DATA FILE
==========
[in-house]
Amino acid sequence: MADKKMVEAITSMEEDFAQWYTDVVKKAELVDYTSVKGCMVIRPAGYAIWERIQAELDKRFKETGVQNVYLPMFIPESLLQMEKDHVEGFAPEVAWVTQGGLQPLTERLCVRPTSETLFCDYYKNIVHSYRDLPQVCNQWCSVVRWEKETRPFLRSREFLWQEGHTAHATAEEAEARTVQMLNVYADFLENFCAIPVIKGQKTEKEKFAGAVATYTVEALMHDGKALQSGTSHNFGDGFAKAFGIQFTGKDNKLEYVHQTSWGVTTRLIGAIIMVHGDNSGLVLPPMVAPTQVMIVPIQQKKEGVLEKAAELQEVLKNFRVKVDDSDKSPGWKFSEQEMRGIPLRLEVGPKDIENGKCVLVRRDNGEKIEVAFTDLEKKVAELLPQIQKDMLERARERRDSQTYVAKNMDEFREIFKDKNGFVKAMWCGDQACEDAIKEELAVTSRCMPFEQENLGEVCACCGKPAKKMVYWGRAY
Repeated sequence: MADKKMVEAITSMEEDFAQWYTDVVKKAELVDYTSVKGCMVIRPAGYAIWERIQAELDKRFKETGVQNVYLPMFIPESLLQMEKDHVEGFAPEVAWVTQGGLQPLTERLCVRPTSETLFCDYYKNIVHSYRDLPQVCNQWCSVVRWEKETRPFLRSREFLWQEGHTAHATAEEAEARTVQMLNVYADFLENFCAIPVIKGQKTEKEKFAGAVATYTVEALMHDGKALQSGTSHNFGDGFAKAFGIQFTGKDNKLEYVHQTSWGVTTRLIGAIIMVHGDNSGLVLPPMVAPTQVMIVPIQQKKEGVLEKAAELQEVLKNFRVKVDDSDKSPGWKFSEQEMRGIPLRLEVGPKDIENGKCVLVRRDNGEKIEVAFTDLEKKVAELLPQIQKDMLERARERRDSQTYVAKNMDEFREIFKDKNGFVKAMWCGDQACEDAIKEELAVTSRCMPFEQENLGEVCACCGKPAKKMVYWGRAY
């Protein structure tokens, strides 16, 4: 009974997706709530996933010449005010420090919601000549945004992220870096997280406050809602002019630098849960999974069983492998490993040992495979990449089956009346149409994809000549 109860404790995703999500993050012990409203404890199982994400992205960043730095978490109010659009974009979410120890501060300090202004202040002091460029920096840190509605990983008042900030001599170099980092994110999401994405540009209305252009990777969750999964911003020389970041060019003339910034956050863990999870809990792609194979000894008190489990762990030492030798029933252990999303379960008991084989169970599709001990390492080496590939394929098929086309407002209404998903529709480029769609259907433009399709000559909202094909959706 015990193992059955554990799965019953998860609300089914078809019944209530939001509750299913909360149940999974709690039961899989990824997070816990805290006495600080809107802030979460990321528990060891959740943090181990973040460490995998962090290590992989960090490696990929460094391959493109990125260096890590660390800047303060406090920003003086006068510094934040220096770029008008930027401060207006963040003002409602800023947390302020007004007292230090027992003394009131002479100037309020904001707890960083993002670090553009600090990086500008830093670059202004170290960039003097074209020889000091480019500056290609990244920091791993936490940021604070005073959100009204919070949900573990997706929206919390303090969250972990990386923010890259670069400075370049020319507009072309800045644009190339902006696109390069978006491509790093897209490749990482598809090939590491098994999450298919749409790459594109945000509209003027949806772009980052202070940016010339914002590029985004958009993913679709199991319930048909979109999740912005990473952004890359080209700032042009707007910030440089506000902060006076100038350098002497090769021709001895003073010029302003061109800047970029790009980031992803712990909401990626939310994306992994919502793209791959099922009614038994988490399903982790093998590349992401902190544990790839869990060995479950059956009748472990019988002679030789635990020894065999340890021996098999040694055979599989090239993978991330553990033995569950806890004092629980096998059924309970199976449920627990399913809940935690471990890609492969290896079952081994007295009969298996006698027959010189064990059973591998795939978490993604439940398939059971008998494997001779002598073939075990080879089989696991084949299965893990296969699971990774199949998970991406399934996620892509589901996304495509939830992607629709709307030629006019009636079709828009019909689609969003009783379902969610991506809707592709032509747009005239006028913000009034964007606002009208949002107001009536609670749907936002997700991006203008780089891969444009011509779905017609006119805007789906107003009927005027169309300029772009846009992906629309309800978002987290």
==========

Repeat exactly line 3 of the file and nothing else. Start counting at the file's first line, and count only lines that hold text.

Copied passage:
Repeated sequence: MADKKMVEAITSMEEDFAQWYTDVVKKAELVDYTSVKGCMVIRPAGYAIWERIQAELDKRFKETGVQNVYLPMFIPESLLQMEKDHVEGFAPEVAWVTQGGLQPLTERLCVRPTSETLFCDYYKNIVHSYRDLPQVCNQWCSVVRWEKETRPFLRSREFLWQEGHTAHATAEEAEARTVQMLNVYADFLENFCAIPVIKGQKTEKEKFAGAVATYTVEALMHDGKALQSGTSHNFGDGFAKAFGIQFTGKDNKLEYVHQTSWGVTTRLIGAIIMVHGDNSGLVLPPMVAPTQVMIVPIQQKKEGVLEKAAELQEVLKNFRVKVDDSDKSPGWKFSEQEMRGIPLRLEVGPKDIENGKCVLVRRDNGEKIEVAFTDLEKKVAELLPQIQKDMLERARERRDSQTYVAKNMDEFREIFKDKNGFVKAMWCGDQACEDAIKEELAVTSRCMPFEQENLGEVCACCGKPAKKMVYWGRAY